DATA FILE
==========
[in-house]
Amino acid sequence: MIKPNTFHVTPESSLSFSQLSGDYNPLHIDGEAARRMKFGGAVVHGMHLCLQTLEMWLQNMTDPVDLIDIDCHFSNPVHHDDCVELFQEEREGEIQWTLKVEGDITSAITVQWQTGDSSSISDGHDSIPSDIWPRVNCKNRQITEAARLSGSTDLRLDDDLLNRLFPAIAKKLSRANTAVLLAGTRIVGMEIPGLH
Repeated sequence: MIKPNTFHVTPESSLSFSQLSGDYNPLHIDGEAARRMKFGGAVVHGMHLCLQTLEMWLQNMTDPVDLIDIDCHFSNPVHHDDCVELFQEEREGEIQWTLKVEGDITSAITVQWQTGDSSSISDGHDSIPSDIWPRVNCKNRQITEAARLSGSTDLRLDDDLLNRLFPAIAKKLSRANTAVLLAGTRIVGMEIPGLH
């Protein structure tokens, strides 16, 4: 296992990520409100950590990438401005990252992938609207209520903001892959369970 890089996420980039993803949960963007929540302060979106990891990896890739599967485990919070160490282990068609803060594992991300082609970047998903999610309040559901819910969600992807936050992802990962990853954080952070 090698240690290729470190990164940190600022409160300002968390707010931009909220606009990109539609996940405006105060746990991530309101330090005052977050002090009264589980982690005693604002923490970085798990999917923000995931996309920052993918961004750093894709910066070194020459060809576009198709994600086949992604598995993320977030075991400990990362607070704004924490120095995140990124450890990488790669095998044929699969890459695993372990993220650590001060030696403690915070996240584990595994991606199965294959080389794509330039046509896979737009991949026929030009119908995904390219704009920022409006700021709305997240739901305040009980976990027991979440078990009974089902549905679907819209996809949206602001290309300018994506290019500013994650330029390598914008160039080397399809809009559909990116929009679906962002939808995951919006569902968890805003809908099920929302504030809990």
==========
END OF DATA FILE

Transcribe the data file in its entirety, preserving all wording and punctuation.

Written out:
[in-house]
Amino acid sequence: MIKPNTFHVTPESSLSFSQLSGDYNPLHIDGEAARRMKFGGAVVHGMHLCLQTLEMWLQNMTDPVDLIDIDCHFSNPVHHDDCVELFQEEREGEIQWTLKVEGDITSAITVQWQTGDSSSISDGHDSIPSDIWPRVNCKNRQITEAARLSGSTDLRLDDDLLNRLFPAIAKKLSRANTAVLLAGTRIVGMEIPGLH
Repeated sequence: MIKPNTFHVTPESSLSFSQLSGDYNPLHIDGEAARRMKFGGAVVHGMHLCLQTLEMWLQNMTDPVDLIDIDCHFSNPVHHDDCVELFQEEREGEIQWTLKVEGDITSAITVQWQTGDSSSISDGHDSIPSDIWPRVNCKNRQITEAARLSGSTDLRLDDDLLNRLFPAIAKKLSRANTAVLLAGTRIVGMEIPGLH
């Protein structure tokens, strides 16, 4: 296992990520409100950590990438401005990252992938609207209520903001892959369970 890089996420980039993803949960963007929540302060979106990891990896890739599967485990919070160490282990068609803060594992991300082609970047998903999610309040559901819910969600992807936050992802990962990853954080952070 090698240690290729470190990164940190600022409160300002968390707010931009909220606009990109539609996940405006105060746990991530309101330090005052977050002090009264589980982690005693604002923490970085798990999917923000995931996309920052993918961004750093894709910066070194020459060809576009198709994600086949992604598995993320977030075991400990990362607070704004924490120095995140990124450890990488790669095998044929699969890459695993372990993220650590001060030696403690915070996240584990595994991606199965294959080389794509330039046509896979737009991949026929030009119908995904390219704009920022409006700021709305997240739901305040009980976990027991979440078990009974089902549905679907819209996809949206602001290309300018994506290019500013994650330029390598914008160039080397399809809009559909990116929009679906962002939808995951919006569902968890805003809908099920929302504030809990």